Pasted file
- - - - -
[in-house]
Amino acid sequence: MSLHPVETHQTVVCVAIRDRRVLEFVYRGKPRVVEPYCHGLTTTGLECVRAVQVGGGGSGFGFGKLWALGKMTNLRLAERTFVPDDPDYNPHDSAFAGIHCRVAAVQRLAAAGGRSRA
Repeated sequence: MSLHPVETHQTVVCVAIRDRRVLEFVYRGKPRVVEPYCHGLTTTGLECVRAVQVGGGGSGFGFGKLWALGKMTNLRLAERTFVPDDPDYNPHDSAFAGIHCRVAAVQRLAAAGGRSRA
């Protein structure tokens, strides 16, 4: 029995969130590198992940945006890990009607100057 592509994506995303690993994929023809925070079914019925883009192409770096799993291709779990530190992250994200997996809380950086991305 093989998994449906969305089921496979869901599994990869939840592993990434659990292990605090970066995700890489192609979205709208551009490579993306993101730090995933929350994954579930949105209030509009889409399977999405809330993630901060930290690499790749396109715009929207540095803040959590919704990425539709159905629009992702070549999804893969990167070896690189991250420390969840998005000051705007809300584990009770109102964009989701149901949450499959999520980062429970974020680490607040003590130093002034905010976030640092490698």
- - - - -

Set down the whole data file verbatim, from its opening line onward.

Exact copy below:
[in-house]
Amino acid sequence: MSLHPVETHQTVVCVAIRDRRVLEFVYRGKPRVVEPYCHGLTTTGLECVRAVQVGGGGSGFGFGKLWALGKMTNLRLAERTFVPDDPDYNPHDSAFAGIHCRVAAVQRLAAAGGRSRA
Repeated sequence: MSLHPVETHQTVVCVAIRDRRVLEFVYRGKPRVVEPYCHGLTTTGLECVRAVQVGGGGSGFGFGKLWALGKMTNLRLAERTFVPDDPDYNPHDSAFAGIHCRVAAVQRLAAAGGRSRA
């Protein structure tokens, strides 16, 4: 029995969130590198992940945006890990009607100057 592509994506995303690993994929023809925070079914019925883009192409770096799993291709779990530190992250994200997996809380950086991305 093989998994449906969305089921496979869901599994990869939840592993990434659990292990605090970066995700890489192609979205709208551009490579993306993101730090995933929350994954579930949105209030509009889409399977999405809330993630901060930290690499790749396109715009929207540095803040959590919704990425539709159905629009992702070549999804893969990167070896690189991250420390969840998005000051705007809300584990009770109102964009989701149901949450499959999520980062429970974020680490607040003590130093002034905010976030640092490698």